- The Washington Times - Sunday, March 4, 2018

President Trump’s fans have long been subject to hostility, contempt and personal attacks from the news media, assorted Democrats, entertainers and political rivals. It’s almost unprecedented. Mr. Trump himself is addressing that phenomenon in “Listening to America,” a comprehensive, 32-question voter survey being circulated by his 2020 reelection campaign.

Question 24 cuts to the chase: “Do you feel that you cannot publicly admit that you support Trump?”

It is a canny and strategic query. Steadfast Trump fans have traditionally been enthusiastic, unwavering and unapologetic about their loyalty to the president. Their response to Question 24 will likely reveal that most can’t wait to affirm their allegiance — and dampen persistent media narratives that claim Mr. Trump is losing support.

Multiple surveys from other pollsters in recent months reveal that Trump voters remain loyal, and that the president still enjoys an 80-90 percent approval rating among those who voted for him. A new Zogby Analytics poll released Saturday found that 48 percent of all voters now support Mr. Trump, with the number reaching 87 percent among Republicans.

Overall, the rest of the questions on the president’s new survey are not mincing words either. Along with specific policy inquiries on immigration, terrorism, the economy and other pertinent matters, the survey also asks “Do you find the news to be generally too negative/hateful?” “Do you think our country is too divided?” and “Do you trust the media?”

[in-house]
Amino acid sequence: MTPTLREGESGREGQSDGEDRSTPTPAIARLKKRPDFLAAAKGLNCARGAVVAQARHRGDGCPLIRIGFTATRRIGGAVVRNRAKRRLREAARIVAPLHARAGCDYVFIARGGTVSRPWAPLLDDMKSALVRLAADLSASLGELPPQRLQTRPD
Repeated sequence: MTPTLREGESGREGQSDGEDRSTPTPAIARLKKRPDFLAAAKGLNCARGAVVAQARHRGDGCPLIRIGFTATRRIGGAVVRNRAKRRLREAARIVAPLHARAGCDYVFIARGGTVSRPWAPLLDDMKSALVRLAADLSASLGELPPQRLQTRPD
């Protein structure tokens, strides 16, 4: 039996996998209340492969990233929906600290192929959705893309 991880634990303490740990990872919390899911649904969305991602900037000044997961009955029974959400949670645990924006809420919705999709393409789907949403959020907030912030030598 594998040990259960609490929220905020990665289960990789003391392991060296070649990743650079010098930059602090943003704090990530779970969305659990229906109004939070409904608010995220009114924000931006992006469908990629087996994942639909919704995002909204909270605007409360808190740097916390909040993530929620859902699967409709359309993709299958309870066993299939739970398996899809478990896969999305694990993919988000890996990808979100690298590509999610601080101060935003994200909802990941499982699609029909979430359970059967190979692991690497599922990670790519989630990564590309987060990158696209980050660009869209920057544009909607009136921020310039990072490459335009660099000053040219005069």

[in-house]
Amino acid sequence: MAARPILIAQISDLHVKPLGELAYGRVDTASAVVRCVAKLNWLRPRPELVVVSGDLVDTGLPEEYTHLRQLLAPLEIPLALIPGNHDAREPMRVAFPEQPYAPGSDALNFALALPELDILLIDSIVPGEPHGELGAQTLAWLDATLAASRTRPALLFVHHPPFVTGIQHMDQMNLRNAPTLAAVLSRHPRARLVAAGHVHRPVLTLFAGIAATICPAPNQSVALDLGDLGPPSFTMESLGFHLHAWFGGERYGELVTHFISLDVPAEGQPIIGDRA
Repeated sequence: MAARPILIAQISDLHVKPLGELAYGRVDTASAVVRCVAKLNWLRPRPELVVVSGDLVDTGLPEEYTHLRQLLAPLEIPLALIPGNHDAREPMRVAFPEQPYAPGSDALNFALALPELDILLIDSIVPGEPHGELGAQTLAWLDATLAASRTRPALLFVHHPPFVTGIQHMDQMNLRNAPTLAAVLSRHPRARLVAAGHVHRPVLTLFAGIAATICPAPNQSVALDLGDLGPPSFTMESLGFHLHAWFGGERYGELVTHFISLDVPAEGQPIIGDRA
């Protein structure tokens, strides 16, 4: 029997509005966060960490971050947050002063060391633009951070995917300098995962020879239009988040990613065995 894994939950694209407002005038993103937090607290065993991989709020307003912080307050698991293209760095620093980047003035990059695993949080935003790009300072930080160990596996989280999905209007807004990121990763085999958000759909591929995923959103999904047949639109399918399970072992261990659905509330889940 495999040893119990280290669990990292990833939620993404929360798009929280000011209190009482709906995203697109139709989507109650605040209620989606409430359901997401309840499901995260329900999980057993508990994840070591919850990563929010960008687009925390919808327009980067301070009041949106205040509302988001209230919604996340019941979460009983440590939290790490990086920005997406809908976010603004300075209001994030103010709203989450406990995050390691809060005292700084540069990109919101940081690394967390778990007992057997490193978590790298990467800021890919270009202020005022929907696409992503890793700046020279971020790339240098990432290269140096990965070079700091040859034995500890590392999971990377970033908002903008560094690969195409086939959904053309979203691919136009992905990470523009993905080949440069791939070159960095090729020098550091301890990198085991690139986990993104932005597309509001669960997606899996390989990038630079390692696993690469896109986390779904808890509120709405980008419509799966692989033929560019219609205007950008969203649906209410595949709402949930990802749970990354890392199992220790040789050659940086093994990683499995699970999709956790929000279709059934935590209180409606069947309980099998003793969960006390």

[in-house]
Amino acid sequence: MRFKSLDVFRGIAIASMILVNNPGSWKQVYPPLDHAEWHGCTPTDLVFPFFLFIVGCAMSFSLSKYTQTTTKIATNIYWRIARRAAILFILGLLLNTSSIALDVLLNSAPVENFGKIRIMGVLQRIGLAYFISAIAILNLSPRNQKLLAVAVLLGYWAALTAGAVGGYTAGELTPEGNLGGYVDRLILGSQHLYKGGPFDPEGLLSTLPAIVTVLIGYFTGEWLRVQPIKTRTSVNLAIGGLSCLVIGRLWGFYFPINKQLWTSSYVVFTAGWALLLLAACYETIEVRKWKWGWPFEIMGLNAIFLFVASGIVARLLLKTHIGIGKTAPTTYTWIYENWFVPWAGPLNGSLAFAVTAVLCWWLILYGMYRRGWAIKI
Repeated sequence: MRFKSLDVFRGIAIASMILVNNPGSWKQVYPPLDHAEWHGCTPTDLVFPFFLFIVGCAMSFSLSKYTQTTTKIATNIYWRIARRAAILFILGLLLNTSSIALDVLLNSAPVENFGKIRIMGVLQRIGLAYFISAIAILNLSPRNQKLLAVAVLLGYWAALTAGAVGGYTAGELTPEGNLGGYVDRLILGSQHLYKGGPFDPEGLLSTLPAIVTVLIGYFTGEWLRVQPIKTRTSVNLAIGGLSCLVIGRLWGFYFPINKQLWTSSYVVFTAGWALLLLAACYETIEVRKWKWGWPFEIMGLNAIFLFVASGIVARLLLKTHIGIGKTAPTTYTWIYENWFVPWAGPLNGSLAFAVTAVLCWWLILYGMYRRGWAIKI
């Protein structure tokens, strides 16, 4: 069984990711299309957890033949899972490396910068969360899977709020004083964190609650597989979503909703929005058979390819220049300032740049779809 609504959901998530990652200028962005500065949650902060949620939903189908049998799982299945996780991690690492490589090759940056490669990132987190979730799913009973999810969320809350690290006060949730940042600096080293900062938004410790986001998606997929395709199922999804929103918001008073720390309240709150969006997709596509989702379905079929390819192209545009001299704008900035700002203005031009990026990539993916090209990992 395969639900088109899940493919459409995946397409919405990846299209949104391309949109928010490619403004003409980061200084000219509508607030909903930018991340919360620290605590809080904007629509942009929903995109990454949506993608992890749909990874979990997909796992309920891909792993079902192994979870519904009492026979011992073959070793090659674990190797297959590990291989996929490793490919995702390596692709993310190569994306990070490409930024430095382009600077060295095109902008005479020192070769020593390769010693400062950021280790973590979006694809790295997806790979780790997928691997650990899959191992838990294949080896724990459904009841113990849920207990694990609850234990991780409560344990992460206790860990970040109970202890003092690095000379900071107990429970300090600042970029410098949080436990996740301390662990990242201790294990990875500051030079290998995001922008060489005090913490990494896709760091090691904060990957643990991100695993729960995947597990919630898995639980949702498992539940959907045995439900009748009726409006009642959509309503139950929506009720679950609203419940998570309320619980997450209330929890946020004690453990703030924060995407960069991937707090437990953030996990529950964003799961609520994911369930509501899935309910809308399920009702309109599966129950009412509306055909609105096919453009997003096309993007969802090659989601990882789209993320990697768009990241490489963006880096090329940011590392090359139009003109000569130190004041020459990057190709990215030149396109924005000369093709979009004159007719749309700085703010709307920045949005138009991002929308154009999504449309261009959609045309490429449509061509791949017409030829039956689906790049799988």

Once again, Mr. Trump and his strategists are bypassing traditional pathways and the ever-present press, and are steering an agenda as they see fit. This marks the third time the president has released such a survey, a campaign tool he deems a “huge success,” and a practical, usable gauge of sentiment.

“Everyone in D.C. and the media have been shouting at each other, but they need to stop and listen to the only people that matter. You. Reporters don’t get to make laws, and politicians don’t get to usher in sweeping change without first consulting you. It’s time for Washington to stop bickering and listen to America,” Mr. Trump advises in his new outreach.

“It’s our best way to hear from the real America on the big issues of the day. And every single time we learn the same thing — that the mainstream media is totally out of touch with the hardworking Americans who truly run our nation,” Mr. Trump observes.


Nancy Pelosi, first woman Speaker of the House, will donate a historic Speaker’s gavel to the National Museum of American History,” advise event organizers from the museum — home to the American flag that flew over Baltimore’s Fort McHenry on Sept, 14, 1814, and inspired Francis Scott Key to write “The Star-Spangled Banner.”

Now comes a gavel. Some may recall that the gavel in question is about the size of a croquet mallet and was presented to Mrs. Pelosi in 2011 by outgoing House Speaker John Boehner.